The Radiology Report

  • Haris Chrysikopoulos


I define the radiologic report as a medicolegal document that binds the reader to inform, guide, respect, and protect both the patient and the referring physician. Thus the way we construct or dictate our report should satisfy the requirements above, of course within the constraints of uncertainty of each individual case. By “information” I mean the answer to the clinical question, and the inclusion of other, significant or incidental findings. By “guidance” I mean our recommendations (if indicated) for further workup. By “respect” I mean two things: (a) providing true value to the referring physician, instead of recommending “clinical correlation,” which he does anyway, and (b) not harming the patient through words or phrases that may crush his self-esteem. A clear report with specific recommendations (a) protects the patient from being subjected to inappropriate or potentially harmful tests, contrasted to a vague, incomplete report that would justify a continued, potentially misdirected search for a diagnosis, and (b) protects the referring physician from overlooking significant findings that if ignored could lead to adverse outcomes and accusations of negligence. Careful and appropriate selection of words and language are absolute requirements to avoid confusion and misunderstanding by the referring physician and the patient, when they read our report. Our level of confidence should be transparent, moderated by “common sense,” and not masked by statistical hedging. The preparation and timely delivery of a worthy report are indeed acts of deep respect to the patient, the referring physician, and to ourselves. This chapter addresses all properties of a valuable report that can truly benefit the patient.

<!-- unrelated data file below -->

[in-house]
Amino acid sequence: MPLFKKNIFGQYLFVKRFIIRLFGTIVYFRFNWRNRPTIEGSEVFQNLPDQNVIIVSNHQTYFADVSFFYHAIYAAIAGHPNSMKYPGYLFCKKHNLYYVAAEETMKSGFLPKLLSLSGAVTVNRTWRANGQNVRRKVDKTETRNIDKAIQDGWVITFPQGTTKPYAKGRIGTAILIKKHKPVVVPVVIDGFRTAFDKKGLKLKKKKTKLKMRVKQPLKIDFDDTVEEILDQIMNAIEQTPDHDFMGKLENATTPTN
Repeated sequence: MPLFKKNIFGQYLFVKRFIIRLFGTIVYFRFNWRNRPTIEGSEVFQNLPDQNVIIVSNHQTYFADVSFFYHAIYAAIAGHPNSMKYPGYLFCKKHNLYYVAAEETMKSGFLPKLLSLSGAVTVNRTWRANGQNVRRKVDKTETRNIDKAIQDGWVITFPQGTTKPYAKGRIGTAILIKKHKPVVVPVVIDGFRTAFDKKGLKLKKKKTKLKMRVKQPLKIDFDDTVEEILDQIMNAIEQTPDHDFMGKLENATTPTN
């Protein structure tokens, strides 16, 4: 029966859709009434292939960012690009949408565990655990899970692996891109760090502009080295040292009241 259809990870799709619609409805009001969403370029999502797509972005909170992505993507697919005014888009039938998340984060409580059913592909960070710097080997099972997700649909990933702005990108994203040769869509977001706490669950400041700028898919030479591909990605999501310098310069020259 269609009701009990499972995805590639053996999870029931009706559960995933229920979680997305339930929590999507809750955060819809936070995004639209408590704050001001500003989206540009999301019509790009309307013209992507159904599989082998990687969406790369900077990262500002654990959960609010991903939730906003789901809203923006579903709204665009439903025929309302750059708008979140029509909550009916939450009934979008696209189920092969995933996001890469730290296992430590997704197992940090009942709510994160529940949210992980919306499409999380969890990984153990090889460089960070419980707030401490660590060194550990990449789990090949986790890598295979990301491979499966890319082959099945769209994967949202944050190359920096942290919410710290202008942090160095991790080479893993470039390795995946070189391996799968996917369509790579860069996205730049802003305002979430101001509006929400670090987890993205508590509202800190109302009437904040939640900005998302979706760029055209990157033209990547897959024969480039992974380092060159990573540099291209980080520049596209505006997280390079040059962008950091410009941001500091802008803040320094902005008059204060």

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Copyright information

© Springer Nature Switzerland AG 2020

Authors and Affiliations

  • Haris Chrysikopoulos
    • 1
  1. 1.CT & MR DivisionEurodiagnosis Imaging CenterCorfuGreece

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